Getting above the clouds
Let me tell you a short story. A story about a passionate photographer, who is so stubborn that when he gets something into his head, he will shoot it. And that guy is … surprisingly, me :-). In fall 2020 we went to family holidays to Bohemian Paradise. One might argue that going for holidays in November doesn’t make much sense – days are short, weather unstable, usually overcast with a lot of rain and wind, at least in the Czech Republic. Well, yes, but due to covid restrictions we had to change our Azores plan to something else and this sounded better than going to the office. And in the end, it was – I had my gear with me (I pretty much never go for holidays without it, so it wasn’t a surprise), and I went to several amazing sunrise shootings, expanding my fall gallery.
At the very end of that week, I had a thought – why don’t I go for sunrise to the Jested Mountain? It’s not that far away, weather forecast models predict cloud inversion and if I get lucky, I can get over the clouds… Well, no matter how much I liked the idea I decided not to go as we had to pack the day after, and everything would get way too complicated timing-wise.
I checked Facebook during the following day and saw a post from the Jested Mountain from that very morning with an amazing shot, very close to what I wanted to take, with perfect conditions, and I wanted to tear my hair out. We went back to Prague, unpacked our stuff and in the late evening, I checked the forecast for the following day again. The conditions were supposed to be the very same! I packed my stuff, put drone batteries on charger and set up an alarm clock to get up early…
…I slept in.
I don’t need to tell you that I checked Facebook and there was one guy making a live footage from the Jested Mountain just when I opened the app, and that the conditions were just perfect again. The only issue was that I wasn’t there, I was in my bed, tearing my hair out once again. Never mind, I told myself, there is always a next time. The forecast on national TV for the following day promised a weather change, the anticyclone was supposed to be moving to south meaning that the cloud inversion would end soon, but it should not happen until noon – good news for me. But there was one more thing on TV in the forecast channel – that guy who went to the Jested Mountain in the morning shared a photo with them and they published in the prime-time airing, letting millions of people know that there are perfect conditions for such view. The following day I got up early, drove 100km north, drove up the mountain to the highest parking area where it was packed with cars! I could barely find a free spot. The last kilometer of walking was like walking to a rock concert how crowded it was, on the top of the mountain there was at least 200 people, maybe more…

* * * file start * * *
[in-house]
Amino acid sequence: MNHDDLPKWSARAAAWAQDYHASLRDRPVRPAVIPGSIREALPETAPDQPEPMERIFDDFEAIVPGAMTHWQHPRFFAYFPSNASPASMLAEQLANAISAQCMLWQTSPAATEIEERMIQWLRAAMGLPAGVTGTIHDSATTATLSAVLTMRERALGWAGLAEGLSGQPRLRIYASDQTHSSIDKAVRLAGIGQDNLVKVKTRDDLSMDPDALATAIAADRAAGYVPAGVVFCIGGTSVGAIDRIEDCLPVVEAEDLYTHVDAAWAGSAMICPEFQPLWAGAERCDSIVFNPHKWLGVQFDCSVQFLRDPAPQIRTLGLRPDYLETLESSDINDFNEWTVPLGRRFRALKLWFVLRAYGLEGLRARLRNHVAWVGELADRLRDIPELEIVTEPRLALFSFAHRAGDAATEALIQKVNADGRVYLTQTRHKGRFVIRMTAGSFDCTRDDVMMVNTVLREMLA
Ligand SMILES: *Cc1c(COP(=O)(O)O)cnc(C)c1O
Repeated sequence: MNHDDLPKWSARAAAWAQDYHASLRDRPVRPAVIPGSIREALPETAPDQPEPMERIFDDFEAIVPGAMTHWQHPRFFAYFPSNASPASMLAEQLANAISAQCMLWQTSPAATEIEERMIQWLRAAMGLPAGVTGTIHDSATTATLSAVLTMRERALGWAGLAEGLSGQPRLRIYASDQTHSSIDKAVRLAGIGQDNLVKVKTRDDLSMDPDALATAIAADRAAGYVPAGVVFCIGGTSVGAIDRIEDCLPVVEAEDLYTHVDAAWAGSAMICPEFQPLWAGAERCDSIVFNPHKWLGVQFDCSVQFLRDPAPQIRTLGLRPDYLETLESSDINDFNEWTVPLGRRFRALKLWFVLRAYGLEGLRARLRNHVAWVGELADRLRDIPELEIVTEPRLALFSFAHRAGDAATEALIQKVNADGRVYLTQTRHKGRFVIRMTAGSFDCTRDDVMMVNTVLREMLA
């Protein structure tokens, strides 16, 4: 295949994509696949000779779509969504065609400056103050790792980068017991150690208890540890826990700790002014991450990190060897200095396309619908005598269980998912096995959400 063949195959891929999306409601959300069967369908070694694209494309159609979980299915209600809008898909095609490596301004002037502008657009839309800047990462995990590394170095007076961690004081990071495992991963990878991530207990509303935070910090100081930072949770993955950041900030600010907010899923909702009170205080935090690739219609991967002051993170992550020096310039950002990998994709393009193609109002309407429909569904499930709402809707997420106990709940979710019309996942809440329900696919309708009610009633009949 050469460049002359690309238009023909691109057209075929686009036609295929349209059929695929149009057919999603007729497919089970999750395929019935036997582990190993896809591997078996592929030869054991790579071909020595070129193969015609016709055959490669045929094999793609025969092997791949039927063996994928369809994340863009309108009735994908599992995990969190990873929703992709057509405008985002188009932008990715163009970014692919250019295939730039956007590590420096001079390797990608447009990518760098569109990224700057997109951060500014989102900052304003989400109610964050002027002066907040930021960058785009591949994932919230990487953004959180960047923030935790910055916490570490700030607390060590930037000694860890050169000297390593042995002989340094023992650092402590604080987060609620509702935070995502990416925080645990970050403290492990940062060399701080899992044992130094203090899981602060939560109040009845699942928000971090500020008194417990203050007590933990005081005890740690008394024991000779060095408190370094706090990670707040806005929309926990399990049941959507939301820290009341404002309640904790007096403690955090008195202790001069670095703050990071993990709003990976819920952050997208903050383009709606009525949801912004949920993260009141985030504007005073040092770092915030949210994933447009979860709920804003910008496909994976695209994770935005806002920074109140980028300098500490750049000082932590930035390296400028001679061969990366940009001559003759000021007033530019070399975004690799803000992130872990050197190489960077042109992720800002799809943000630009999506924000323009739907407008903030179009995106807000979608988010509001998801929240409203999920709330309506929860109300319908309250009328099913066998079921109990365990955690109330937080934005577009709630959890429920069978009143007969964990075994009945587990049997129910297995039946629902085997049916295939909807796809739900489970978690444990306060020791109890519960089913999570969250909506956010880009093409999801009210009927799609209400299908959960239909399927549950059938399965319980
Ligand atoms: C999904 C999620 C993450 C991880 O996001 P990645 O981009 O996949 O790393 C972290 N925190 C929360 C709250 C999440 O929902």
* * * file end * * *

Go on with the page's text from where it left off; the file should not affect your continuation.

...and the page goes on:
… it was foggy.
The inversion ended sooner than the forecast expected, and all the people were freezing there for no reason. Most of them just because they saw a photo in last night’s weather forecast on national TV. Me because … I slept in the day before!
I’m stubborn, I wrote that already. I gave it another try. And another, and another. When the forecast looked promising, I just took my gear and drove there for sunrise, each time ending up having a romantic breakfast with my camera, sitting in the car, and staring into either a never-ending fog, or into a never-ending freezing fog.
Many attempts ended a year later, in November 2021. The forecast was promising, so I just went there again. When driving up the mountain, I thought – wait a second, the fog is too light, it shouldn’t be that light yet. Oh, wait, was that a star?!
Yes, it was.
I got to the top, parked my car, grabbed my gear, and went shooting. It was a miracle, one of the best moments in my photography career. I met two other photographers there, which was just a perfect number of people to have someone to share the enthusiasm with, but still being able to enjoy the moment on my own. I had to decide whether to shoot on camera or on drone, but it would have been such a waste not to use one of them that I ended up multi-tasking. With my camera fixed on a tripod, I set long exposures and when exposing, I was flying my drone and taking aerial photos, videos and timelapses.
When the golden hour ended, I had a romantic breakfast with my camera again, this time enjoying the sun and one of the most beautiful views possible, knowing that I have dozens of perfect shots in my camera and in my drone. During the day, I sent one of the photos to national TV weather forecast, got published in the evening prime-time news, with millions of people seeing my photo.
I just hope not many people went there the day after, because the inversion ended again during the following night, and it was foggy again in the morning the day after. But who knows? Maybe I inspired another stubborn photographer…
Interested in the outcomes? Check out the full gallery here, here are some sneak peaks: